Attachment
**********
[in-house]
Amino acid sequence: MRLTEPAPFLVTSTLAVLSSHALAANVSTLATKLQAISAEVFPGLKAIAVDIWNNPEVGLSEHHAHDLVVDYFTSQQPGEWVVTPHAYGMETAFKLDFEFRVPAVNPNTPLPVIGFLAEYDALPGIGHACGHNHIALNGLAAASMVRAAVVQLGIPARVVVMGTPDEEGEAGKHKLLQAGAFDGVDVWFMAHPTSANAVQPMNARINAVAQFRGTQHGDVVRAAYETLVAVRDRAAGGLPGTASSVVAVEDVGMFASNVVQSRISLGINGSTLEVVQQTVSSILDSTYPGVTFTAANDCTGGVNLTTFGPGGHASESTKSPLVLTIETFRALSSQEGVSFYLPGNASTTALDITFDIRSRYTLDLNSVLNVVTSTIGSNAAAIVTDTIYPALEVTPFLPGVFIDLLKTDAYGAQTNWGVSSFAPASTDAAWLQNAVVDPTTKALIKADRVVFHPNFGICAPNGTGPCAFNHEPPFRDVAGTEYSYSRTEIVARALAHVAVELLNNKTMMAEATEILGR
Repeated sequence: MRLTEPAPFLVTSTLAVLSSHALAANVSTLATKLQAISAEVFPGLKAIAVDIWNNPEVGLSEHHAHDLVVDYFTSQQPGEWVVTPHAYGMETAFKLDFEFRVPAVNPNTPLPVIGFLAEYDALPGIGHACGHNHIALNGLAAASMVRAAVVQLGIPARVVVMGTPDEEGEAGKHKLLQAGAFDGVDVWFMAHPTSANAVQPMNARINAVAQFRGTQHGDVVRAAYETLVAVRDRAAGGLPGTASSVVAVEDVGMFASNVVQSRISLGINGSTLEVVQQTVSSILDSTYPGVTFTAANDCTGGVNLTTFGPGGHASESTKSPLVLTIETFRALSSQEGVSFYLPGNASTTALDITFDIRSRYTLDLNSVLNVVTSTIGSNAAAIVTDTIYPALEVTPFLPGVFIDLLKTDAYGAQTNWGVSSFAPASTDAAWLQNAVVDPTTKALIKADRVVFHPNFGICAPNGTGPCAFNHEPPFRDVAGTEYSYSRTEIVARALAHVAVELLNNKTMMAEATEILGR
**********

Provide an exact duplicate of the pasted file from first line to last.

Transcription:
[in-house]
Amino acid sequence: MRLTEPAPFLVTSTLAVLSSHALAANVSTLATKLQAISAEVFPGLKAIAVDIWNNPEVGLSEHHAHDLVVDYFTSQQPGEWVVTPHAYGMETAFKLDFEFRVPAVNPNTPLPVIGFLAEYDALPGIGHACGHNHIALNGLAAASMVRAAVVQLGIPARVVVMGTPDEEGEAGKHKLLQAGAFDGVDVWFMAHPTSANAVQPMNARINAVAQFRGTQHGDVVRAAYETLVAVRDRAAGGLPGTASSVVAVEDVGMFASNVVQSRISLGINGSTLEVVQQTVSSILDSTYPGVTFTAANDCTGGVNLTTFGPGGHASESTKSPLVLTIETFRALSSQEGVSFYLPGNASTTALDITFDIRSRYTLDLNSVLNVVTSTIGSNAAAIVTDTIYPALEVTPFLPGVFIDLLKTDAYGAQTNWGVSSFAPASTDAAWLQNAVVDPTTKALIKADRVVFHPNFGICAPNGTGPCAFNHEPPFRDVAGTEYSYSRTEIVARALAHVAVELLNNKTMMAEATEILGR
Repeated sequence: MRLTEPAPFLVTSTLAVLSSHALAANVSTLATKLQAISAEVFPGLKAIAVDIWNNPEVGLSEHHAHDLVVDYFTSQQPGEWVVTPHAYGMETAFKLDFEFRVPAVNPNTPLPVIGFLAEYDALPGIGHACGHNHIALNGLAAASMVRAAVVQLGIPARVVVMGTPDEEGEAGKHKLLQAGAFDGVDVWFMAHPTSANAVQPMNARINAVAQFRGTQHGDVVRAAYETLVAVRDRAAGGLPGTASSVVAVEDVGMFASNVVQSRISLGINGSTLEVVQQTVSSILDSTYPGVTFTAANDCTGGVNLTTFGPGGHASESTKSPLVLTIETFRALSSQEGVSFYLPGNASTTALDITFDIRSRYTLDLNSVLNVVTSTIGSNAAAIVTDTIYPALEVTPFLPGVFIDLLKTDAYGAQTNWGVSSFAPASTDAAWLQNAVVDPTTKALIKADRVVFHPNFGICAPNGTGPCAFNHEPPFRDVAGTEYSYSRTEIVARALAHVAVELLNNKTMMAEATEILGR